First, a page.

In a previous post, I noted that Francis Collins, like C.S. Lewis before him, relied on the so-called "moral code" as a basis for belief in God. I concluded that I thought that this argument was dangerously close to the "God of the Gaps" fallacy because it depended on a lack of an evolutionary explanation for the apparent innateness of a moral language in humans. While I was not convinced by the current arguments on the evolutionary basis for such altruism, I also could not discount the possibility that one might ultimately be developed--particularly given that group selection might operate effectively in such a social animal as human beings.
Francis Collins also made another argument in his book, The Language of God that I will explore in this post. I think that the best summary of Collins' argument is actually from a fairly critical, but thoughtful review by David P. Barash, a professor of psychology at the University of Washington :
Collins is more persuasive, although certainly not original, when trotting out the anthropic principle, the argument that the universe is tuned to bring about life in general and human life in particular. There are a number of physical constants and laws such that if any had been even slightly different, life might well have been impossible. For example, for roughly every billion quarks and antiquarks, there is an excess of one quark — otherwise, no matter. If the rate of expansion immediately after the Big Bang had been a tiny fraction less than it was, the universe would have recollapsed long ago. If the strong nuclear forces holding atomic nuclei together had been a smidgen weaker, then only hydrogen would exist; if a hair stronger, all hydrogen would promptly have become helium, and the solar furnaces inside stars, which we can thank for the heavier elements, would never have existed.
So, what do we make of this argument? A few observations are in order. First, Collins is quite correct that there are a series of events in the formation of the universe, as well as a series of fundamental physical values, that if "set" at another value or direction, would make life impossible in the universe. there are about fifteen physical constants that are not set by any theory, but rather just are what they are.
Second, as many have observed before (including Collins!), in some sense this is a circular argument--if these constants had been different, we would not be here to ask questions about why this is so. We therefore need to look at a variety of explanations for why this is the case. Fortunately, a great deal of thought has been given to exploring this problem, which is known as the anthropic principle. As Collins notes (with some elaboration by me) , possible explanations include:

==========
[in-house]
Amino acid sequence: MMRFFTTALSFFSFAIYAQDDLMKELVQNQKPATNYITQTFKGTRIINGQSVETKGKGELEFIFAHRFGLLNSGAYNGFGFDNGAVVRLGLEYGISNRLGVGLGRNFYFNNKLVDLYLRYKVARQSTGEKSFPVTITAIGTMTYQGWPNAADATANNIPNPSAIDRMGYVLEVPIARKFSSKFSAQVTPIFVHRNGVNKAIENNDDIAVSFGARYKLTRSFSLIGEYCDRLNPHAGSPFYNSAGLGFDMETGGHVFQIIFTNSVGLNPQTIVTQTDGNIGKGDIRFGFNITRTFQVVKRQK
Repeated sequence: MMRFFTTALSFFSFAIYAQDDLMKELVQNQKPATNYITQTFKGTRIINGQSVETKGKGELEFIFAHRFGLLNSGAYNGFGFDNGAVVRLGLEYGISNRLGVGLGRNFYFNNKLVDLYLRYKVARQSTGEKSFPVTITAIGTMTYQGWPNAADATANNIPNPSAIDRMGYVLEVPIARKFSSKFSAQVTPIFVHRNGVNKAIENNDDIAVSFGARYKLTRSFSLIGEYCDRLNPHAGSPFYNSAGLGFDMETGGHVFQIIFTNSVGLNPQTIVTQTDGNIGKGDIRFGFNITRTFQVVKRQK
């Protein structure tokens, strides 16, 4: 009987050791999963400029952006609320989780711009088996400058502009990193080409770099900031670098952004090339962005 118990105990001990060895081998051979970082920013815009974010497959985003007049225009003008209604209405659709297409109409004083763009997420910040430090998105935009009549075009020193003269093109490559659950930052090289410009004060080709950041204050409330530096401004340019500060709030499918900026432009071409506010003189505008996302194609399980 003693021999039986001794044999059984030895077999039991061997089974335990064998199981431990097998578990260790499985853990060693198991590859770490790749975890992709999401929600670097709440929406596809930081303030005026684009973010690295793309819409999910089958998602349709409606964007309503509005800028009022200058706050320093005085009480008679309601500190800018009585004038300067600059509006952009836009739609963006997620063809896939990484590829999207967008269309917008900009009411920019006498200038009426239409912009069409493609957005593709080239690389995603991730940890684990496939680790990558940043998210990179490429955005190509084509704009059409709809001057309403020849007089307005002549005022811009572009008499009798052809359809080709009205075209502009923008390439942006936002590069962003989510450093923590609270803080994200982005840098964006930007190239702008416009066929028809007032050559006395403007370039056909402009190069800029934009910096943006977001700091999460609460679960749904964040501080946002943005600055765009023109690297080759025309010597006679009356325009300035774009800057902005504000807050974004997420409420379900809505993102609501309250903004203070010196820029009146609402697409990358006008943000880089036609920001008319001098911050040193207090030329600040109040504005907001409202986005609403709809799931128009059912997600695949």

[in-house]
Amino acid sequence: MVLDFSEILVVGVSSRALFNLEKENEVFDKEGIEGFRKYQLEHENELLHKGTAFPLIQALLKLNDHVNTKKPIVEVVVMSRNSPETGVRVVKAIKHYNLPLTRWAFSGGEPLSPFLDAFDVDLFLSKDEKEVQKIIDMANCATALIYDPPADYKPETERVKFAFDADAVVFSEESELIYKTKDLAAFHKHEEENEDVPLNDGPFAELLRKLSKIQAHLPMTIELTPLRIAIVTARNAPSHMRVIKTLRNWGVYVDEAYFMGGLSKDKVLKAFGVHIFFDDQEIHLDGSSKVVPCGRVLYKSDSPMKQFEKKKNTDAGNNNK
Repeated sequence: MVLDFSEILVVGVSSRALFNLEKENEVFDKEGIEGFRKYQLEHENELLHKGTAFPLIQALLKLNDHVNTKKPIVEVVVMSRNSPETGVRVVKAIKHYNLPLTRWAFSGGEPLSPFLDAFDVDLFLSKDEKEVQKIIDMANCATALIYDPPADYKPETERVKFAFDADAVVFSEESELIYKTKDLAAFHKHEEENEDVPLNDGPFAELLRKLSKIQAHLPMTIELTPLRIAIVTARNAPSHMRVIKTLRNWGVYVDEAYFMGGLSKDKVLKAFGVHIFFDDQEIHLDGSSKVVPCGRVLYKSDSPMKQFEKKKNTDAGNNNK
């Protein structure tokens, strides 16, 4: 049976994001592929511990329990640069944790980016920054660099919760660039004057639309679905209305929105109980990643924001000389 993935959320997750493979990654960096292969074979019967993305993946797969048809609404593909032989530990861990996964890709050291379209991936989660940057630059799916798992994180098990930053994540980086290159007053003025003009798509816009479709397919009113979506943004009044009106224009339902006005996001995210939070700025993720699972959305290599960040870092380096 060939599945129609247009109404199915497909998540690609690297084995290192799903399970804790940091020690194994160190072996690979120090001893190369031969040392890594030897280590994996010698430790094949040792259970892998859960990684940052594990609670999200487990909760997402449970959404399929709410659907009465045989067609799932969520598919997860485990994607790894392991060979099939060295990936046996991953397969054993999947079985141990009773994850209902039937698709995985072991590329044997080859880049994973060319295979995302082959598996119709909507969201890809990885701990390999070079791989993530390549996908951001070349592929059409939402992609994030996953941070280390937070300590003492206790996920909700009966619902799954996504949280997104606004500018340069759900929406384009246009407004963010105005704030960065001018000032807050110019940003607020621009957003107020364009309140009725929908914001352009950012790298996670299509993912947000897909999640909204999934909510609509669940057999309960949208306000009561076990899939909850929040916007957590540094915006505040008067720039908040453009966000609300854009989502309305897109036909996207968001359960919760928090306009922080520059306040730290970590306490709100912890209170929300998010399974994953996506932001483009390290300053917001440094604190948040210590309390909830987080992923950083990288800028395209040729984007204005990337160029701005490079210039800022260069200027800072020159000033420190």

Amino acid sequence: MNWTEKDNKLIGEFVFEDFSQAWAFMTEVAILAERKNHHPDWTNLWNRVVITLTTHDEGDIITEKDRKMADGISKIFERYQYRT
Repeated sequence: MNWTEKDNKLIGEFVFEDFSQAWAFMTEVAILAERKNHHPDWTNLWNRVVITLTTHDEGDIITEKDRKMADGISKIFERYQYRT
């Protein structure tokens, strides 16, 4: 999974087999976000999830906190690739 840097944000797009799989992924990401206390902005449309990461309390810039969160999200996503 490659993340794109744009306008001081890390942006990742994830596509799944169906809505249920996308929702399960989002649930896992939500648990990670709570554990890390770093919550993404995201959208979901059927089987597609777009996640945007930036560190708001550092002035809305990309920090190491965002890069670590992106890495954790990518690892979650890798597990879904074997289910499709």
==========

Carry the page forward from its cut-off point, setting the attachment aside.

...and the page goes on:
1. There may be an infinite number of universes, each with its own physical constants, and we happen to live by random chance in one that supports life. This is the "multiverse hypothesis". One variant on this option is Lee Smolin's model of cosmological
natural selection, also known as fecund universes, which proposes that universes have "offspring" which are more plentiful if they happen to have features common to our universe.
2. There is only one universe, but there is an underlying unifying theory that will offer a full explanation for the nature of our universe--we just have not yet developed this theory.
3. There is only one universe that happens to support life with no Creator involved.
4. There is only one universe that was designed by a creator to support life.
So what do we make of this argument? With the exception of the second option--which posits that there there may someday be a scientific explanation for the state of the universe, the choice among these options cannot be determined by science (i.e., by factual evidence). Instead, one can only select from the remaining three options by making what is essentially a philosophical choice. And, many scientists believe that it is highly unlikely that the second option is viable. They predict that developments in physics will show that early phase transitions in the universe occur probabilistically rather than deterministically (so there will not be a physical reason for the values of fundamental constants) As such, it appears that we do not have a "God of the Gaps" problem.
So we are left (at least now) with a theological or philosophical choice. The agnostic option is to refuse to choose--the answer cannot be determined by scientific evidence, and therefore it a choice that should not be made. I think, however, that one can make a rational case that the "creator" option makes the most rational sense--given the extremely low probability of a universe that just happens to support intelligent life, one can conclude that the most rational option is a Creator. And while a multiverse universe is an option, it violates Occam's Razor--it requires a far more complicated solution than a creator.
Is this a proof of God? Of course not. But it does suggest that, at root, the decision to believe in a creator is not an irrational one.
Finally, one final point is in order. This argument may justify the reasonableness of a faith that there is a creator, but it cannot be used to justify faith in a god with particular characteristics--such as the God that Christians worship. And an exploration of the rationality of a belief in that God must therefore be the subject of future posts.